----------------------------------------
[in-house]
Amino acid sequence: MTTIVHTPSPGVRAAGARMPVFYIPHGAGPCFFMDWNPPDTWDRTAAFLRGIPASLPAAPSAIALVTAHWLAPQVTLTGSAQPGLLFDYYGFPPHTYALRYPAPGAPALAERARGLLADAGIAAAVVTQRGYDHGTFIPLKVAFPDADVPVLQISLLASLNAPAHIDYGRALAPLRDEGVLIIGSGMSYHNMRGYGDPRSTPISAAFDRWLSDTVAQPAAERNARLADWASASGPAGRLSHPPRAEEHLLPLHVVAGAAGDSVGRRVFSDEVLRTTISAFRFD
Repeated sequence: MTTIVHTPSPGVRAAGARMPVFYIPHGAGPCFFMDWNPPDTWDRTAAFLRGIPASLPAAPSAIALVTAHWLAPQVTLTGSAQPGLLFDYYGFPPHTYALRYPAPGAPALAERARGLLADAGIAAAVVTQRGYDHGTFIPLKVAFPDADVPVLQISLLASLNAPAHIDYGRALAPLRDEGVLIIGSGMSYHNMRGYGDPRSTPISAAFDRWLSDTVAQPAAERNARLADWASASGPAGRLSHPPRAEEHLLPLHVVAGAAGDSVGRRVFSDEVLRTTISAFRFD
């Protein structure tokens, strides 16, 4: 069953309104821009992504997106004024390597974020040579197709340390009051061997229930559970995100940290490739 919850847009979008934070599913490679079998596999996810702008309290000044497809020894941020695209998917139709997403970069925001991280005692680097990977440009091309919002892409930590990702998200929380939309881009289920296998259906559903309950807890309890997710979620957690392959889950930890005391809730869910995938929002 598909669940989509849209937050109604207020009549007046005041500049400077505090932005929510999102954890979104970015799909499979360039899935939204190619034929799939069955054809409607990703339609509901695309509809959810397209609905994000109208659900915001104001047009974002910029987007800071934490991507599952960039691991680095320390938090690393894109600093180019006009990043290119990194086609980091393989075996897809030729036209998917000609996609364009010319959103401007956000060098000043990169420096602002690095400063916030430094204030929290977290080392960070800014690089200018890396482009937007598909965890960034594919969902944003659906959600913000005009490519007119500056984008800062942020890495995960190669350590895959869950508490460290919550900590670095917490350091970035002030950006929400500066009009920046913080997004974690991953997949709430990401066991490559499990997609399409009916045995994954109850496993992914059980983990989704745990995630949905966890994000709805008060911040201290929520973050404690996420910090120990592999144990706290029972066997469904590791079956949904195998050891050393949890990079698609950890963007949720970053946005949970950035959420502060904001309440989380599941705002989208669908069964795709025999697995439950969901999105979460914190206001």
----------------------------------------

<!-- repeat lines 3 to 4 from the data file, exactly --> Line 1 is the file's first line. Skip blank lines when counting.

Repeated sequence: MTTIVHTPSPGVRAAGARMPVFYIPHGAGPCFFMDWNPPDTWDRTAAFLRGIPASLPAAPSAIALVTAHWLAPQVTLTGSAQPGLLFDYYGFPPHTYALRYPAPGAPALAERARGLLADAGIAAAVVTQRGYDHGTFIPLKVAFPDADVPVLQISLLASLNAPAHIDYGRALAPLRDEGVLIIGSGMSYHNMRGYGDPRSTPISAAFDRWLSDTVAQPAAERNARLADWASASGPAGRLSHPPRAEEHLLPLHVVAGAAGDSVGRRVFSDEVLRTTISAFRFD
């Protein structure tokens, strides 16, 4: 069953309104821009992504997106004024390597974020040579197709340390009051061997229930559970995100940290490739 919850847009979008934070599913490679079998596999996810702008309290000044497809020894941020695209998917139709997403970069925001991280005692680097990977440009091309919002892409930590990702998200929380939309881009289920296998259906559903309950807890309890997710979620957690392959889950930890005391809730869910995938929002 598909669940989509849209937050109604207020009549007046005041500049400077505090932005929510999102954890979104970015799909499979360039899935939204190619034929799939069955054809409607990703339609509901695309509809959810397209609905994000109208659900915001104001047009974002910029987007800071934490991507599952960039691991680095320390938090690393894109600093180019006009990043290119990194086609980091393989075996897809030729036209998917000609996609364009010319959103401007956000060098000043990169420096602002690095400063916030430094204030929290977290080392960070800014690089200018890396482009937007598909965890960034594919969902944003659906959600913000005009490519007119500056984008800062942020890495995960190669350590895959869950508490460290919550900590670095917490350091970035002030950006929400500066009009920046913080997004974690991953997949709430990401066991490559499990997609399409009916045995994954109850496993992914059980983990989704745990995630949905966890994000709805008060911040201290929520973050404690996420910090120990592999144990706290029972066997469904590791079956949904195998050891050393949890990079698609950890963007949720970053946005949970950035959420502060904001309440989380599941705002989208669908069964795709025999697995439950969901999105979460914190206001």